Last week I attended my church conference not as a representative of my local church, but instead as a representative of our district which is composed of approximately 85 churches. In this role, I was asked to speak briefly to all of the laity (non-clergy) in attendance. What made my talk different than the other three given during that session was that instead of being inspirational, it was a mini-class.
This happened primarily because I was given minimal notice and when in doubt, I revert to “teacher” mode. After years of practice, if I possess the minimal amount of knowledge required, I can probably do a reasonable job of teaching the subject. And so when choosing to speak on a topic, I almost always choose an instructional message versus an inspirational message – even when speaking at church. But there is power in this approach.
[featured-image single-newwindow=”false” id=”130801-Theater” alt=”Auditorium”]Image via Flickr by Bahman Farzad[/featured-image]
Let me start by saying that I have never been in a play or been part of a theater production; however, I have a lot of theater friends and have attended theater performances from local community theater to Broadway productions. So although I haven’t been on stage, I have learned a great deal from being in the audience, listening to the actors debrief and just being generally observant. What I have come to realize is that speaking and acting have a great number of commonalities, and a good speaker can learn a a few lessons in speaking from their actor cousins.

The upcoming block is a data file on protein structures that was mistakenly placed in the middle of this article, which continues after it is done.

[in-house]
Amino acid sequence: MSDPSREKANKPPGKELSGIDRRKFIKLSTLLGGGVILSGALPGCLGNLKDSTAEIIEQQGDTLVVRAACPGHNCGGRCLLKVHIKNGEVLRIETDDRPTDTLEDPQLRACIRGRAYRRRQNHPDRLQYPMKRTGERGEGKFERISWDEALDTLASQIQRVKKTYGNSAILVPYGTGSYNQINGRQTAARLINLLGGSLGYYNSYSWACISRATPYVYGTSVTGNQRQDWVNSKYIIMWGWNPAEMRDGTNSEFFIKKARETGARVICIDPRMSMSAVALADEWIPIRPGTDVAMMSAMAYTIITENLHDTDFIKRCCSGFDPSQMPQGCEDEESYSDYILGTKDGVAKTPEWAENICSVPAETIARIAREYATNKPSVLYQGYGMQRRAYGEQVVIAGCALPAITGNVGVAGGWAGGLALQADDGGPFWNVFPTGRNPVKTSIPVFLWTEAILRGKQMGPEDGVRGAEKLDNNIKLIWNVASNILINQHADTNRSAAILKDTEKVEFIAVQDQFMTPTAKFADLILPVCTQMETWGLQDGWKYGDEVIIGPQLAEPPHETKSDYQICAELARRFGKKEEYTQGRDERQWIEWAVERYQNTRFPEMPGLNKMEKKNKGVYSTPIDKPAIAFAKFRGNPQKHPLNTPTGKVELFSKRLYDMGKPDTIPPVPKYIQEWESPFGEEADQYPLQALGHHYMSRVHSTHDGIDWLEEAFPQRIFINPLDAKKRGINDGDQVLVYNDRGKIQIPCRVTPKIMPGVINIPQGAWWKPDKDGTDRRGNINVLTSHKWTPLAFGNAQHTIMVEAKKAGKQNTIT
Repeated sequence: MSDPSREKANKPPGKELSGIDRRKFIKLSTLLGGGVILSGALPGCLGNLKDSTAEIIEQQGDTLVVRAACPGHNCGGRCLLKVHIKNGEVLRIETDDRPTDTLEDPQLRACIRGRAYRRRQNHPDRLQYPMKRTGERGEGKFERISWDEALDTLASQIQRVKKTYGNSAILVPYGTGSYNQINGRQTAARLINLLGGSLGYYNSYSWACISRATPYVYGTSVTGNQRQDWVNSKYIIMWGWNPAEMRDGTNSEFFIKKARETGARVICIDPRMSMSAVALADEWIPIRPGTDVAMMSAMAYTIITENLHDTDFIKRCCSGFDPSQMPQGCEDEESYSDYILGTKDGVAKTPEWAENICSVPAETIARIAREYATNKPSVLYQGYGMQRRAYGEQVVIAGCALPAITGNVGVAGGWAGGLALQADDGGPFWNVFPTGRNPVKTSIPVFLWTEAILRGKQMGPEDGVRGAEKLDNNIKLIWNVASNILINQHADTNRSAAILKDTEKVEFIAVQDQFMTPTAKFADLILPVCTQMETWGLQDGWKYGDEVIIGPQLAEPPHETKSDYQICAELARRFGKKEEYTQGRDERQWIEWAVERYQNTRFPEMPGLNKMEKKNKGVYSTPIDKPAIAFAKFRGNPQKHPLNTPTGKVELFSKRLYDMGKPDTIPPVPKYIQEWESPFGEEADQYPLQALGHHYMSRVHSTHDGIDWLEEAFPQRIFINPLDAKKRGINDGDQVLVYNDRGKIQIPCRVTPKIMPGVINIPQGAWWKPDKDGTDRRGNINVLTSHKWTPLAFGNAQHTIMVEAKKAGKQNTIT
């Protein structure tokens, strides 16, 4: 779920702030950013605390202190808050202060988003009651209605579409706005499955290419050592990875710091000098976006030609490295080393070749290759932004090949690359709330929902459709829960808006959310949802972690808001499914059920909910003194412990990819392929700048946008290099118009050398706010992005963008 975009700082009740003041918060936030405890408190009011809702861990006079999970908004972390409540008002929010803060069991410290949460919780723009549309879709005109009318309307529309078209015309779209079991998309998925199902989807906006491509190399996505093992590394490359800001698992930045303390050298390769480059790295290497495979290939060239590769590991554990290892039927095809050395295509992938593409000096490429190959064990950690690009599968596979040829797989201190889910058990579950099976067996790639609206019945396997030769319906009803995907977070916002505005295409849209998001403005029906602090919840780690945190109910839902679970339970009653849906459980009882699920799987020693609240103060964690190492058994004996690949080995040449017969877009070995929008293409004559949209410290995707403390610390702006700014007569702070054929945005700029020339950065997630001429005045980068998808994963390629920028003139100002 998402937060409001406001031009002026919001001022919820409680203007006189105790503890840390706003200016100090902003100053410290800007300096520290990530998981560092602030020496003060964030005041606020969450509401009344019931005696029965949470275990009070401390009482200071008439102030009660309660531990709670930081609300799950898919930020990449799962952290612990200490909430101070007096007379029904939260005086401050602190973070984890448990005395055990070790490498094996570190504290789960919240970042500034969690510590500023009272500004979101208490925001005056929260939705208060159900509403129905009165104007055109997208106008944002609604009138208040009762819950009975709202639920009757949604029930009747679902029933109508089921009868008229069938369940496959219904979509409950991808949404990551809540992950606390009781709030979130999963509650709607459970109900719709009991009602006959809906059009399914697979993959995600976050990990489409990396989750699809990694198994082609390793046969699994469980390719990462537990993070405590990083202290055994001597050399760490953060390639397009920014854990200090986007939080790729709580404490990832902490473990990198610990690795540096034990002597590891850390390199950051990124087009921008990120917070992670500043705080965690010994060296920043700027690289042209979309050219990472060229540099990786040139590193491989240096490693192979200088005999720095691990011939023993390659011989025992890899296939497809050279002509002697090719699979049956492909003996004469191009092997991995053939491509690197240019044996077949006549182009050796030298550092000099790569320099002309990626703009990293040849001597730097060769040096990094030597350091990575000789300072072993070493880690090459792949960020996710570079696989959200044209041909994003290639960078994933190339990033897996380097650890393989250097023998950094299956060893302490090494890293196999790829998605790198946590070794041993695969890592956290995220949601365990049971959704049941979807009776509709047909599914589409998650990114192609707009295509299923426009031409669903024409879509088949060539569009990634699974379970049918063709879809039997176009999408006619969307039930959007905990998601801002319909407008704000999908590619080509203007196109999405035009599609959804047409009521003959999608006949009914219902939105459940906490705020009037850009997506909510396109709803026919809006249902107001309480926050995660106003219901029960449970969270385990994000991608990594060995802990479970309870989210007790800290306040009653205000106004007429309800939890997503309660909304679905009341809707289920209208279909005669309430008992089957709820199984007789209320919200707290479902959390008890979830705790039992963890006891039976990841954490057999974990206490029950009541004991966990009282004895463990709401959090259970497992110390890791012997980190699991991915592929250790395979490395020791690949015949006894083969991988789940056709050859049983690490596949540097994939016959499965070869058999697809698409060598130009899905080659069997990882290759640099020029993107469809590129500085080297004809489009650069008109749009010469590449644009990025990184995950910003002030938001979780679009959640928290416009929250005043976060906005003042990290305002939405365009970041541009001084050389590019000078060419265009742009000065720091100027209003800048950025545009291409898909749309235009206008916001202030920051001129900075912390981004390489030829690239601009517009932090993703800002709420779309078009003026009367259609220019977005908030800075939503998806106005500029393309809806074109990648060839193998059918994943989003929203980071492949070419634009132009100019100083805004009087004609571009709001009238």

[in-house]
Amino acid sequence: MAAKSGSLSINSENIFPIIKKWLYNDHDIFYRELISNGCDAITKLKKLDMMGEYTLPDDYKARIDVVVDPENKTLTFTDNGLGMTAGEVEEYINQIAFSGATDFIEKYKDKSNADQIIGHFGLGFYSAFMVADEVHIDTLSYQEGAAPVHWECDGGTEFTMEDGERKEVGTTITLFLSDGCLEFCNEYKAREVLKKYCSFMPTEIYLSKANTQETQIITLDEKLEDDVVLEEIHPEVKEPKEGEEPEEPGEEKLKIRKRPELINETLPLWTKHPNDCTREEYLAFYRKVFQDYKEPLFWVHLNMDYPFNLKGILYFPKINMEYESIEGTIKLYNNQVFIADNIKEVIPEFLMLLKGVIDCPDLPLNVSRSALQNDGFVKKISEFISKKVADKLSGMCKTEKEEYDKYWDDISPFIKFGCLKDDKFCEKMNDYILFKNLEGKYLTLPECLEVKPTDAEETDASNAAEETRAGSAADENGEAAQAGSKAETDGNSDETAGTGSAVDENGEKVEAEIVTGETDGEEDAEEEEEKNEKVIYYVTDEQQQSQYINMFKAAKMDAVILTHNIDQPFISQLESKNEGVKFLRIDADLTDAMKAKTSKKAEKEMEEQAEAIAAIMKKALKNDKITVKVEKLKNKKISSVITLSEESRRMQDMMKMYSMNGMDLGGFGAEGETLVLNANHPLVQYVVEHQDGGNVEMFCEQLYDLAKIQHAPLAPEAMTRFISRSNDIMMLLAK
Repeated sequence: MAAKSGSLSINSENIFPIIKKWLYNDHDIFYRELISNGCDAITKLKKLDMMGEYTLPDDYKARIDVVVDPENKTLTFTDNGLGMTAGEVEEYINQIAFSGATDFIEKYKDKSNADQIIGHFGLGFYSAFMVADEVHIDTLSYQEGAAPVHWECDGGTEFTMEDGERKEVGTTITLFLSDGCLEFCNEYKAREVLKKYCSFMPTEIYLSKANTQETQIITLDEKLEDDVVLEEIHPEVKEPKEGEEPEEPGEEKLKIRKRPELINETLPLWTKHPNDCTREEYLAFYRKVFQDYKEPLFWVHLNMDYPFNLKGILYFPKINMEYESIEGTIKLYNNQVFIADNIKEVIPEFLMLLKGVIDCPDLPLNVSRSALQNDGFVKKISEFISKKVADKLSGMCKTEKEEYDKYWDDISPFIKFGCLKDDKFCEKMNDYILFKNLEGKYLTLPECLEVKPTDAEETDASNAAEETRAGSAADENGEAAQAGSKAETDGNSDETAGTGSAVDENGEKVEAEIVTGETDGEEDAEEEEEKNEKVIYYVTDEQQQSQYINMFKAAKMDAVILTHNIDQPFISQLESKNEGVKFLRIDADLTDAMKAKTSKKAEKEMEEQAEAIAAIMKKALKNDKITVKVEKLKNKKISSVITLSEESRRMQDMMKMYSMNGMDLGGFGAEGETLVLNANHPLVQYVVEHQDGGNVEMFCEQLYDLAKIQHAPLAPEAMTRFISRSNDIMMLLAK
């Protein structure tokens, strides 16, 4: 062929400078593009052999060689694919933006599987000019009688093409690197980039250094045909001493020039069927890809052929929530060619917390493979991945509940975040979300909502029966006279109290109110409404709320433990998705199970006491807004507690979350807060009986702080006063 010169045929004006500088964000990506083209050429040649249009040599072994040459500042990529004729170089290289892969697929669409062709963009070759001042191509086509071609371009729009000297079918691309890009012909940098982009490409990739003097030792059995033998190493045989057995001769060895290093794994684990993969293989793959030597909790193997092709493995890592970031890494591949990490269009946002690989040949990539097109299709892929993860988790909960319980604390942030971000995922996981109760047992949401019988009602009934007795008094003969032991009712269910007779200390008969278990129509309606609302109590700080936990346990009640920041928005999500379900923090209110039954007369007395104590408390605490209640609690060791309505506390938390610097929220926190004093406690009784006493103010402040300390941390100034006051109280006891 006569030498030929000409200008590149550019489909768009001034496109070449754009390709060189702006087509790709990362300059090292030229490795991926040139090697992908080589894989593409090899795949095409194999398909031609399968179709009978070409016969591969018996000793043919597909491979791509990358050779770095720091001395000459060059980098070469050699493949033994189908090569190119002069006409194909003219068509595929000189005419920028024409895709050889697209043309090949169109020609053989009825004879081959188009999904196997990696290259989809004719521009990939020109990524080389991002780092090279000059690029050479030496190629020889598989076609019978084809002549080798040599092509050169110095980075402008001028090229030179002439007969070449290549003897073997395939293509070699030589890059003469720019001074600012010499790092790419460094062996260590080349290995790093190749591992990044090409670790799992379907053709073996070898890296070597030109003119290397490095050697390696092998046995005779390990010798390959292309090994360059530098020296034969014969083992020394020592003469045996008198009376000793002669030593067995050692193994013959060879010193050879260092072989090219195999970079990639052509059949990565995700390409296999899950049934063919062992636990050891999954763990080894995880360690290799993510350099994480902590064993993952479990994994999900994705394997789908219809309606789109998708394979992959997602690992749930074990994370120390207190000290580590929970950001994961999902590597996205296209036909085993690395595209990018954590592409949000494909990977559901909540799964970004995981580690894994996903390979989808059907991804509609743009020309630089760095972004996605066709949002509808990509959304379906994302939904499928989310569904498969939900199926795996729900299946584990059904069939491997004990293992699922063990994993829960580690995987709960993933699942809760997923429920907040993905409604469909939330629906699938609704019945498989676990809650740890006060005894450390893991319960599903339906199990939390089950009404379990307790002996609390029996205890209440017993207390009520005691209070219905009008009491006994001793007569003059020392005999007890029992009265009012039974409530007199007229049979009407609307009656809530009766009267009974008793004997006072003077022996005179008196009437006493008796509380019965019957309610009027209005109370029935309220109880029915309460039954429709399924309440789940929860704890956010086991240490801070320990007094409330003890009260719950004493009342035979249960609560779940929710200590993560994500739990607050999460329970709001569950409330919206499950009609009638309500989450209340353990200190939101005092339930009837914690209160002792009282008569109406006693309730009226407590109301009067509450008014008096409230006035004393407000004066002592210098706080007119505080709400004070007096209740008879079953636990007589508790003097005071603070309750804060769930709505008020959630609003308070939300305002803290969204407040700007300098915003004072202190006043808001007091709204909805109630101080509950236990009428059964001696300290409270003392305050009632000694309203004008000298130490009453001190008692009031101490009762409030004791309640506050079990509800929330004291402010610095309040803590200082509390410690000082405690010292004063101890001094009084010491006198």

[featured-image single-newwindow=”false” id=”130719-Microphone” alt=”Microphone”]Image via Flickr by comedy_nose[/featured-image]
In my professional development class, How To Teach It, I often get comments about the challenges of being in front of a group – more commonly known as stage fright. Below are the methods I have successfully used for years in managing stage fright to the point it rarely happens any more. And none of these techniques require you visualizing anyone naked!!
The secret to excellence is simple: you have to be willing to try, miss the mark, analyze what went astray, make adjustments and then try again. In short, you have to be willing to practice!
[featured-image single-newwindow=”false” id=”130702-PianoKeyboard” alt=”Piano Keyboard”]Image via Flickr by dgj103[/featured-image]
And there it is, as simple as that. But it is really that simple? Probably not quite, because you do need to have some basic competencies in the area in which you seek to be excellent. But the difference between someone being truly excellent versus good or adequate is rarely (if ever) raw talent; it has significantly more to do with their willingness to invest time and energy in the form of practice.